Signs appeared about a week ago, peppering the fence line on the east side of Guilford Avenue beneath I-83, site of a homeless encampment known informally as Camp 83. They warned that anyone with property under the overpass had to remove it by Nov. 10. That was today. Though it was tweeted out last night that a city sweep of the homeless encampment would occur at 6 a.m., 6 a.m. came and went and nothing happened.
Police arrived at about 7:30 a.m. and arrested a homeless woman for urinating under the overpass. She was later released. At 9 a.m. the mayor's office tweeted out a press release announcing the beginning of regular "clean-ups" of the site.
"The first cleanup will begin today at 10am and will occur Mondays and Thursdays between 10am and 2pm," it read. "The Department of Public Works (DPW) will clean the area to prevent the hazardous buildup of trash and human waste, and to deter the illegal dumping of large items, such as furniture. Outreach staff will continue working to engage residents at the site with housing services."
At about 10 a.m. a legion of Department of Public Works (DPW) workers, media types, gawkers, health care advocates, attorneys, and city officials converged on Camp 83. The initial thought, according to residents, was that homeless were to be evicted. By 1:30 p.m. despite the piles of personal belongings and furniture that were moved by residents and volunteers, no one was sure what was going on. Not the police, not the DPW workers, not the inmates who were sent over by the vanload to cart away the furniture, and least of all, the targets of the action, the residents of Camp 83.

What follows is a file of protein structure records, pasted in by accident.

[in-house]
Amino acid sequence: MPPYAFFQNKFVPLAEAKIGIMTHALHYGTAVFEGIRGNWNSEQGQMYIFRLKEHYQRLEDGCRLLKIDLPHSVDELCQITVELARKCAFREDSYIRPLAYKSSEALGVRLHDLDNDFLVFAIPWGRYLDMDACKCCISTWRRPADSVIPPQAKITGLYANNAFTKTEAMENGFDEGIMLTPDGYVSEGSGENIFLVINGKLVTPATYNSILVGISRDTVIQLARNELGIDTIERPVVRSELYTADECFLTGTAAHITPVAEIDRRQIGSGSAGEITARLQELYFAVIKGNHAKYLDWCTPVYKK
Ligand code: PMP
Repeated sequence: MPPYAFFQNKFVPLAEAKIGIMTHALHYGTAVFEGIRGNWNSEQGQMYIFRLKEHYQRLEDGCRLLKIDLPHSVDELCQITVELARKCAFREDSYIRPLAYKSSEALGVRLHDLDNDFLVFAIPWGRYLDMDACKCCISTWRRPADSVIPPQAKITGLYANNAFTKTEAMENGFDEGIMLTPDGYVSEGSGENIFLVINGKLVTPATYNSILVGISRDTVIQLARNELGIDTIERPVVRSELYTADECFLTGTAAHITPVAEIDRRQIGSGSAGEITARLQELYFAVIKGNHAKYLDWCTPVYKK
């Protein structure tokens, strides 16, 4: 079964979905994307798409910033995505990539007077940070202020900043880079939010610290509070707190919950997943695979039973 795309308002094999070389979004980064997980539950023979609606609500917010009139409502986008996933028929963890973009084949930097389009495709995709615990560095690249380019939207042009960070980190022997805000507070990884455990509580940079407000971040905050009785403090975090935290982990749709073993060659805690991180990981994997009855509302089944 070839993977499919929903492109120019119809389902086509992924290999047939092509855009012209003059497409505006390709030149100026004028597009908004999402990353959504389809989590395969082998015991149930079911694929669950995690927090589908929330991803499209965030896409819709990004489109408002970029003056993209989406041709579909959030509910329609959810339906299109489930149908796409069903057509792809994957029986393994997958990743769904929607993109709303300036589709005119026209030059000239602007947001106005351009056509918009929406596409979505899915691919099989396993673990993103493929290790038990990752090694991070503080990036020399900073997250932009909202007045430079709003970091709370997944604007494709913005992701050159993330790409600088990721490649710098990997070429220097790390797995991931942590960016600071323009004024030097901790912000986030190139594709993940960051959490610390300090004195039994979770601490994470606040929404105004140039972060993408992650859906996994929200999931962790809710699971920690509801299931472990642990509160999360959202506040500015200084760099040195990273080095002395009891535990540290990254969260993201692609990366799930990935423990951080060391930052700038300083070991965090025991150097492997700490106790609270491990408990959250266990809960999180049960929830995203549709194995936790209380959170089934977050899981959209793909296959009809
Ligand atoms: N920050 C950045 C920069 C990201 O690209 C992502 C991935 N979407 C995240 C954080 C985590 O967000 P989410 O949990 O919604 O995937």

Baltimore City's deputy mayor of the offices of Health, Human Services, Education, and Youth, Dawn Kirstaetter strode confidently out of the sun and into the cool dark of the 83 overpass. She had arrived at about 11, ready to be greeted by city employees working together to rid the space of the encamped homeless who reside there. She couldn't have been more wrong. What the hapless deputy mayor stumbled into was a bureaucratic morass of miscommunication and a broken city system.
As she took in the scene under the overpass, Kirstaetter explained that she was under the impression that the 20-some residents were going to be taken to various shelters, their belongings put into storage, and the area cleaned up. Instead, about 40 people were waiting around for an order to move that would never come. Her radiant, news-friendly smile melted into the angry frown of an official who had been misled by her underlings. In public.
"I apologize for the way this was handled," Kirstaetter said, addressing a group of Camp 83 residents. "For months we talked about the placement and the housing that should be afforded to you all. I don't want you to think we woke up and decided, 'Let's get rid of them.'"
It sure seemed that way though. Kirstaetter was visibly angry with the way the situation was handled. Police who were present thought that it wasn't an eviction, but a "cleanup." The residents and health care workers were braced for an eviction.
Kirstaetter explained to the residents that she was assured that city employees and case workers had visited the encampment several times to ready the residents for the sweep. Duane Davis, a homeless advocate, sympathized with the deputy mayor in a video interview.
Kirstaetter also mentioned to City Paper that there was a press conference about the sweep being held at City Hall, but after calling to confirm, she was informed that there was an issue with City Paper, who was not told or later informed of any such press conference.
"What did you do to City Hall to get a response like that?" she asked. "You all need to make up or something."
We have yet to hear of any press conference.
After talking to the staff of DPW and others from City Hall, Kirstaetter announced the residents can remain, though the city was going to powerwash the walls and ground. The tents further down Guilford Avenue were also allowed to remain.
See our gallery of the sweep HERE.